The Passivity and Activity of a Human Being as Revealed in the Passions of the Soul in Thomas Aquinas

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The Passivity and Activity of a Human Being as Revealed in the Passions of the Soul in Thomas Aquinas

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dc.contributor.advisor Hoffmann, Tobias en_US Kim, Kyongsook en_US
dc.contributor.other White, Kevin en_US
dc.contributor.other Druart, Thérèse-Anne en_US 2011-02-24T20:47:28Z 2011-02-24T20:47:28Z 2010 en_US 2011-02-24T20:47:28Z
dc.identifier.other Kim_cua_0043A_10047 en_US
dc.description Degree awarded: Ph.D. Philosophy. The Catholic University of America en_US
dc.description.abstract Passion is peculiar in that it allows us to experience both passivity and activity. In a state of passion we sometimes feel helpless and other times feel in control of our action. This dissertation strives to resolve this apparent contradiction through Aquinas’s doctrine of the passions. Although Aquinas’s view of the passions has been discussed a great deal, the dual dimension of the passivity and activity of the passions has not been sufficiently explored. This dissertation examines this peculiar paradoxical character of the human passions. According to Aquinas, the passivity of the passions is attributed to a passive power of the soul, i.e., the sensitive appetite. For him both sense and appetite, which constitute the seat of the passions, are passive. The passivity of the sensitive appetite is contrasted with the relative activity of the apprehensive and vegetative parts. The passivity of the passions can also be explained by the passivity of the body. According to Aquinas, the soul and body are related to the passions as the formal and material constituents respectively. In this hylomorphic view of the passions, the body accounts for the passivity of the passions. However, the passions take on an active character due to their participation in the life of reason in human beings. Among the passions the irascible passions are more active and closely associated with reason. Also, among the irascible passions, anger is particularly close to reason in that it requires a rational act of comparing the injustice done to a person with the justice to be done. The activity of human passions is even more evident in the case of “consequent passions,” i.e., those passions that result from rational judgment. Consequent passions arise either when the intensity of the will “overflows” into the sensitive appetite, or when a person “chooses” to have certain passions. Aquinas's notion of the consequent passions can explain the paradox of the human passions, i.e., the more passive a person is, the more active he becomes. en_US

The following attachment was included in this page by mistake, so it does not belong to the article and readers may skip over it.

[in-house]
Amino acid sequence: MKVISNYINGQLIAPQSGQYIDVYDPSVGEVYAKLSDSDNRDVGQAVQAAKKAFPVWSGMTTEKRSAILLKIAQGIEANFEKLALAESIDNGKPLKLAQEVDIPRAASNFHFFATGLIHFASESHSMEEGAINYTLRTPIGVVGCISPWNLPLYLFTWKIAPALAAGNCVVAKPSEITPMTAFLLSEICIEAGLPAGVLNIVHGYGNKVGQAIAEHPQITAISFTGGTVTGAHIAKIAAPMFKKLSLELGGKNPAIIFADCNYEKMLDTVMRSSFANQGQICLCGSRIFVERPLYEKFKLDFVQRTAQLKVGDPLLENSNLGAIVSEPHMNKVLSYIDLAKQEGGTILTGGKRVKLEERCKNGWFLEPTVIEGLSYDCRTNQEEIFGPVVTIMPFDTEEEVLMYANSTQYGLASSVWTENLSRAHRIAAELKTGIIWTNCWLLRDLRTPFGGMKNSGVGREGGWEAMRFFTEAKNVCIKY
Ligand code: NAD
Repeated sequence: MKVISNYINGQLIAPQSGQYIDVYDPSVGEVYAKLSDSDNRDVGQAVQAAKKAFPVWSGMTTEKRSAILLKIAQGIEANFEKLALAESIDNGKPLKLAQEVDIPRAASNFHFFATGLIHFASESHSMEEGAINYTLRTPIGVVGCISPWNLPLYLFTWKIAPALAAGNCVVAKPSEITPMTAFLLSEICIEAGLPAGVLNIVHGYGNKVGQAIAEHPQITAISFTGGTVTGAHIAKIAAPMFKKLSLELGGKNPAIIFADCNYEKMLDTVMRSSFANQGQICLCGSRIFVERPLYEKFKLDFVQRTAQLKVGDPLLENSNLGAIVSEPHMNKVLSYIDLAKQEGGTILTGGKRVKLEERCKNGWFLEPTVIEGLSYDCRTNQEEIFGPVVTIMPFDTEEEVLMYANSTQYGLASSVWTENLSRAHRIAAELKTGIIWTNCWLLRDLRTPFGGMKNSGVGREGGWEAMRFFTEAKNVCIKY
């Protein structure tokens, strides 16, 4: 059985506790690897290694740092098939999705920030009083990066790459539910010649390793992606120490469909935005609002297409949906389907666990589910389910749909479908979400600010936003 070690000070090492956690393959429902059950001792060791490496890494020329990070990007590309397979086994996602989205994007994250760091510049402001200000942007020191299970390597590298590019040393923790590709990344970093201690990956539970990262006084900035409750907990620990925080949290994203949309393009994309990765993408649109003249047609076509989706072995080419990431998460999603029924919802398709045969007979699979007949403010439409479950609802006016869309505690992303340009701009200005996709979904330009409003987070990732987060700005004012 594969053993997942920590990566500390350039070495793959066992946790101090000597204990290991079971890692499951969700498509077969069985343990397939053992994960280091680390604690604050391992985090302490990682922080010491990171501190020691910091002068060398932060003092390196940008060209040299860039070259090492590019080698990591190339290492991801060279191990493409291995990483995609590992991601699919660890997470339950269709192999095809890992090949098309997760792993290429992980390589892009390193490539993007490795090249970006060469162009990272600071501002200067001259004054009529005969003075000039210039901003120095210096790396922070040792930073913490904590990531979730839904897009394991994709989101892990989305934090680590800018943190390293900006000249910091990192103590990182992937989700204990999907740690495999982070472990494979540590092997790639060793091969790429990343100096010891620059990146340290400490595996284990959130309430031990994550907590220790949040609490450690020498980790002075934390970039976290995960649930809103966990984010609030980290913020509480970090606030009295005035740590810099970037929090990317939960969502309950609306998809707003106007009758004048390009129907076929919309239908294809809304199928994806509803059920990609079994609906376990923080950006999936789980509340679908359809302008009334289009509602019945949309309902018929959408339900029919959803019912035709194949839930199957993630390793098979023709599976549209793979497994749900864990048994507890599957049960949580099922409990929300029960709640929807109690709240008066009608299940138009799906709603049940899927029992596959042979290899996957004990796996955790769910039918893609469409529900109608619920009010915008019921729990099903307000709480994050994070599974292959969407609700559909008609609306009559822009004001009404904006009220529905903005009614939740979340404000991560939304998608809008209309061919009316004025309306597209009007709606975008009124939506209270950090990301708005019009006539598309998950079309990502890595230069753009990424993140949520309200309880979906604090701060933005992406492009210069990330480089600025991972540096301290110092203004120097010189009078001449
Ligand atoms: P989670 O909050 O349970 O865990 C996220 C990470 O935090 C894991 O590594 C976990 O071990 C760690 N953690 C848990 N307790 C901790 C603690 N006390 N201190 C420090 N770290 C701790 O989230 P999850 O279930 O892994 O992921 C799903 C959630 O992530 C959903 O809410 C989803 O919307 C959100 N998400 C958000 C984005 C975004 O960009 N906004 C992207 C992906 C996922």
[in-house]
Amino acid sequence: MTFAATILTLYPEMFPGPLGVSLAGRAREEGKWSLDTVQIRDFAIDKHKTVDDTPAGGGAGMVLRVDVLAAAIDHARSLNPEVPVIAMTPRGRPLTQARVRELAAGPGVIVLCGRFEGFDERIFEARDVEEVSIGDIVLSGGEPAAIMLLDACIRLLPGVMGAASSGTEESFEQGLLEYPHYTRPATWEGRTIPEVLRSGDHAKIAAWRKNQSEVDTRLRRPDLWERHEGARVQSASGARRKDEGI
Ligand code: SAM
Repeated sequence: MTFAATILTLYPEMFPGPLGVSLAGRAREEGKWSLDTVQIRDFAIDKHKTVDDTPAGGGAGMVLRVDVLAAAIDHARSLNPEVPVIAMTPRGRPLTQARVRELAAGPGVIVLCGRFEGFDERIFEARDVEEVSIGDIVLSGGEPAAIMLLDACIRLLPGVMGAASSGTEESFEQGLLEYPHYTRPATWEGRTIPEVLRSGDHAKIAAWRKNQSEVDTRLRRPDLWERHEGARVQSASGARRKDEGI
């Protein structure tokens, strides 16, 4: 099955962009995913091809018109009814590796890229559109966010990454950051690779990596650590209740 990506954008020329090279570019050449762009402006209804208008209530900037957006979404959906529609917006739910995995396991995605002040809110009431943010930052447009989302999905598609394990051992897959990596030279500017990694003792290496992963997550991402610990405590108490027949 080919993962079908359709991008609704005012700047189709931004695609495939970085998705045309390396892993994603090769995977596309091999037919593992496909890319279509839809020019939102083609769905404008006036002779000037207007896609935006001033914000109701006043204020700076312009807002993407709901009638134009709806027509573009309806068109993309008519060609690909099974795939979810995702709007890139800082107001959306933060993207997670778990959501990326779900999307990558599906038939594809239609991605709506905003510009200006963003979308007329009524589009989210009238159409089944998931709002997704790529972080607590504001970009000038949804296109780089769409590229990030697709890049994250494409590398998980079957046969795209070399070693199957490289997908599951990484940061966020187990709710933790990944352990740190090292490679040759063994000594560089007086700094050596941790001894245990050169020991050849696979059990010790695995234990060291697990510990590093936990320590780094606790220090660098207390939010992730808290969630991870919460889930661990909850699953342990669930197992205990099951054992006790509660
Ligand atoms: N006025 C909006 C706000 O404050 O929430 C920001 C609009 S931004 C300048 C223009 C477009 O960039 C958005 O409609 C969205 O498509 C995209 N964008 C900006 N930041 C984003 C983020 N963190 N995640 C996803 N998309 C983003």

dc.format.extent 298 p. en_US
dc.format.mimetype application/pdf en_US
dc.language eng en_US
dc.publisher The Catholic University of America en_US
dc.subject Philosophy en_US
dc.subject.other activity en_US
dc.subject.other Aquinas en_US
dc.subject.other paradox en_US
dc.subject.other passions en_US
dc.subject.other passivity en_US
dc.subject.other reason en_US
dc.title The Passivity and Activity of a Human Being as Revealed in the Passions of the Soul in Thomas Aquinas en_US
dc.type Text en_US
dc.type Dissertation en_US

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